Austin-elected officials addressed community members’ fears of deportation and hate crimes following last week’s presidential election at a City Hall press conference Thursday afternoon.
City Council members Gregorio Casar, Leslie Pool and Delia Garza joined Mayor Steve Adler in condemning racism and anti-immigration policies following nationwide protests of President-elect Donald Trump and anxieties at home, especially from UT students.
“Many of our offices have been contacted by parents whose children have been afraid to go to school,” Garza said. “I hope [UT students] know that they’re not alone and that everyone is feeling that fear and apprehension.”
Students marched downtown last Wednesday and Sunday in protest of Trump’s election.
“I don’t think we’re gaining anything by hurting folks or breaking laws,” said Garza, who represents District 2. “It’s everyone’s constitutional right to protest.”
APD officials said six people were arrested during Austin protests Sunday night. In a “60 Minutes” interview the same day, Trump said it upset him to hear reports of harassment toward minorities.
“I am saddened to hear that,” Trump said. “I would say don’t do it, that’s terrible, because I’m going to bring this country together.”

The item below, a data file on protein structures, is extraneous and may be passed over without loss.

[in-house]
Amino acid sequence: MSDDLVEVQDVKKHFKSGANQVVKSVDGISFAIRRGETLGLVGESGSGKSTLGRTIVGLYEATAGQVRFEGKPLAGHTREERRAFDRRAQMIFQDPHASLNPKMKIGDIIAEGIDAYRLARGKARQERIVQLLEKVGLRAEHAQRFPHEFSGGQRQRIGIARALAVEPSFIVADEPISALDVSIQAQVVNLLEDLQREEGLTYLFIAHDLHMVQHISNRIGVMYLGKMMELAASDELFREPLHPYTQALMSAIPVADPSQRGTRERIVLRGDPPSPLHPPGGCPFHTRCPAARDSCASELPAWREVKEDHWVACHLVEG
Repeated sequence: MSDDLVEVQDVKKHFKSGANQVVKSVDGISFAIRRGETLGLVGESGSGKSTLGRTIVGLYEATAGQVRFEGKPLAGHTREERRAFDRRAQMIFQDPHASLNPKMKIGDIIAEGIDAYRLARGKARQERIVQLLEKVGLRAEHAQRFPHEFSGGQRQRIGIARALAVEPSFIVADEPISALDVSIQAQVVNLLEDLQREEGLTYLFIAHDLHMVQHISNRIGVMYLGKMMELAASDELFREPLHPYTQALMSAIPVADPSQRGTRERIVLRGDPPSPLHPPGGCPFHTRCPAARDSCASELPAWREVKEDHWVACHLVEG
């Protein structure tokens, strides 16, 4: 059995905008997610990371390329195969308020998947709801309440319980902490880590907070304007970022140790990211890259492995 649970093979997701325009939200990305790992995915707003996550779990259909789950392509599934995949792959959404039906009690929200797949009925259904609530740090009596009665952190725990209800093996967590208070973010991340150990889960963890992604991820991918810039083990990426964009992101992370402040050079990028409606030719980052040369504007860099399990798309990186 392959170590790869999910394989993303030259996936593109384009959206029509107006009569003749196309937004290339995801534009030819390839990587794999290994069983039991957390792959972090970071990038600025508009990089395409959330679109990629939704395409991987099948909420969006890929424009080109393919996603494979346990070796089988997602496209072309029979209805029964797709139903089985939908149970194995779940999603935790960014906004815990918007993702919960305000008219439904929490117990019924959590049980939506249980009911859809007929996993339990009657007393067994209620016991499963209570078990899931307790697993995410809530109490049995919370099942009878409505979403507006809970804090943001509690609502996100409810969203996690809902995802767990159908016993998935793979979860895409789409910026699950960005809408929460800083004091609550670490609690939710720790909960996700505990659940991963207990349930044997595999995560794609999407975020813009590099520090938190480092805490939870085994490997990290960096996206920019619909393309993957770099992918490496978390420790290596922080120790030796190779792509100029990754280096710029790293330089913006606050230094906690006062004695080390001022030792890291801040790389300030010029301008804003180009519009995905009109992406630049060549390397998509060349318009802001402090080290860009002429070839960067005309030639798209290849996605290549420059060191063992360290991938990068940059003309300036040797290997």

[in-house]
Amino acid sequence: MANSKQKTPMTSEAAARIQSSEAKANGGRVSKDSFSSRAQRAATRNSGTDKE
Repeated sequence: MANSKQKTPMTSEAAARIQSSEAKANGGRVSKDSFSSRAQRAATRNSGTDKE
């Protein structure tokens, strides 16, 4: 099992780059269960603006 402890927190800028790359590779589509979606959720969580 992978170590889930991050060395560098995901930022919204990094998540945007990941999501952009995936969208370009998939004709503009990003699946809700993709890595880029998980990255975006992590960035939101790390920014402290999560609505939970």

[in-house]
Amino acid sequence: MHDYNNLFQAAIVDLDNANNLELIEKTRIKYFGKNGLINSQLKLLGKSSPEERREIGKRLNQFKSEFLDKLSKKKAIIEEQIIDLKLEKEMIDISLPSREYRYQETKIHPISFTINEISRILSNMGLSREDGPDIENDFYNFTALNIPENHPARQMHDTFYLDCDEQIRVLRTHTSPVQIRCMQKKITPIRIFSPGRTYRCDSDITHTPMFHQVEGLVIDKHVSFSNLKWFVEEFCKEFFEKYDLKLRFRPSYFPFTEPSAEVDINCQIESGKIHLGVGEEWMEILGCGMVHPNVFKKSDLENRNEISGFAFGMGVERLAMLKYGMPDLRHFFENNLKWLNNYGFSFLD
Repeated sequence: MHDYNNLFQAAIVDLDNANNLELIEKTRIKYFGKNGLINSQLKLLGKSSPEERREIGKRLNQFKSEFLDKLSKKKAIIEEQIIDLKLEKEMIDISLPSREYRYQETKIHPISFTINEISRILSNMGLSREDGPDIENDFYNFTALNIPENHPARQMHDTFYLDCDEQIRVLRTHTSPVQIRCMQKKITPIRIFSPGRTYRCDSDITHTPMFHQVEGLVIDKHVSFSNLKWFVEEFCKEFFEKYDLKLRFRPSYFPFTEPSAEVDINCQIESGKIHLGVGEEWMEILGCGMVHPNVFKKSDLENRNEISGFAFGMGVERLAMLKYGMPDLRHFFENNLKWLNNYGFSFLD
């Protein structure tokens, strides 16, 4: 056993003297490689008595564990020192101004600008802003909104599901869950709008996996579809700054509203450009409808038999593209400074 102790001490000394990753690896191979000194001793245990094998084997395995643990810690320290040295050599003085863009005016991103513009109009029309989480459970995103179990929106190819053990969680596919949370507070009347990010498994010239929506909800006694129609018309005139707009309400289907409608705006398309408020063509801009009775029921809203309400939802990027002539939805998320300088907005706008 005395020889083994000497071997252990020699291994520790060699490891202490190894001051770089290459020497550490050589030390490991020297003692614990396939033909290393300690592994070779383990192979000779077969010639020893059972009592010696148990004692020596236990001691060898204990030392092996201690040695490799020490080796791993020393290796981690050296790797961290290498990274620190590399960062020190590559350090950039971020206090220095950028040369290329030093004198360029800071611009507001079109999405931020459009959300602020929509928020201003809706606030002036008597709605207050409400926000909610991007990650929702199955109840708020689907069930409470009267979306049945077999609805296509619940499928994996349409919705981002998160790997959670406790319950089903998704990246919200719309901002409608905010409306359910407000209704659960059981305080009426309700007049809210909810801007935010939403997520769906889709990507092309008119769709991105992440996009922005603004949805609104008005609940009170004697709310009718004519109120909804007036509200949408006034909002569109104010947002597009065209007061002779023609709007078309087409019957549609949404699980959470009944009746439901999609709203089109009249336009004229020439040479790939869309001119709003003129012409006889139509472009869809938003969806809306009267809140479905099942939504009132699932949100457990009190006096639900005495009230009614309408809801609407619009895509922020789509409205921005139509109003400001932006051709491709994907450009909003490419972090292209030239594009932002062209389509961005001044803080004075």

Pool said Austin’s city election was successful, but it was diminished by the presidential one, which she took as a personal defeat.
“This loss is very personal and for a lot of reasons,” Pool said. “I admire President Obama’s steady hand during these times of uncertainty.”
District Attorney-elect Margaret Moore, Travis County Sheriff-elect Sally Hernandez and Travis County Judge Sarah Eckhardt were also present at the press conference.
Eckhardt said her daughter told her no one in her public school class stood for the pledge last Wednesday afternoon.
“Closing the border and deporting our friends and neighbors … and children will not make us great,” Eckhardt said. “I am looking forward to my daughter and her classmates, all of her classmates, feeling that they can stand for pledge to the flag of the United States, because they all belong.”
During the press conference, Casar said the daughter of one of his constituents called her father crying because she thought someone would deport him.
“They fear that in the future someone will come for them,” Casar said. “This is a test of our values, and we clearly stand on the side of fairness and justice.”
Hernandez said Travis County has not joined a task force to deport illegal immigrants, although Trump’s immigration plan calls for the deportation of criminal illegal immigrants “in joint operations with local, state, and federal law enforcement,” according to his website.
“While some speak of building walls, I will continue to bridge the gap and rebuild trust in our communities.” Hernandez said. “Our values have not changed, as you’ve heard of everyone, just because of the Election Day.”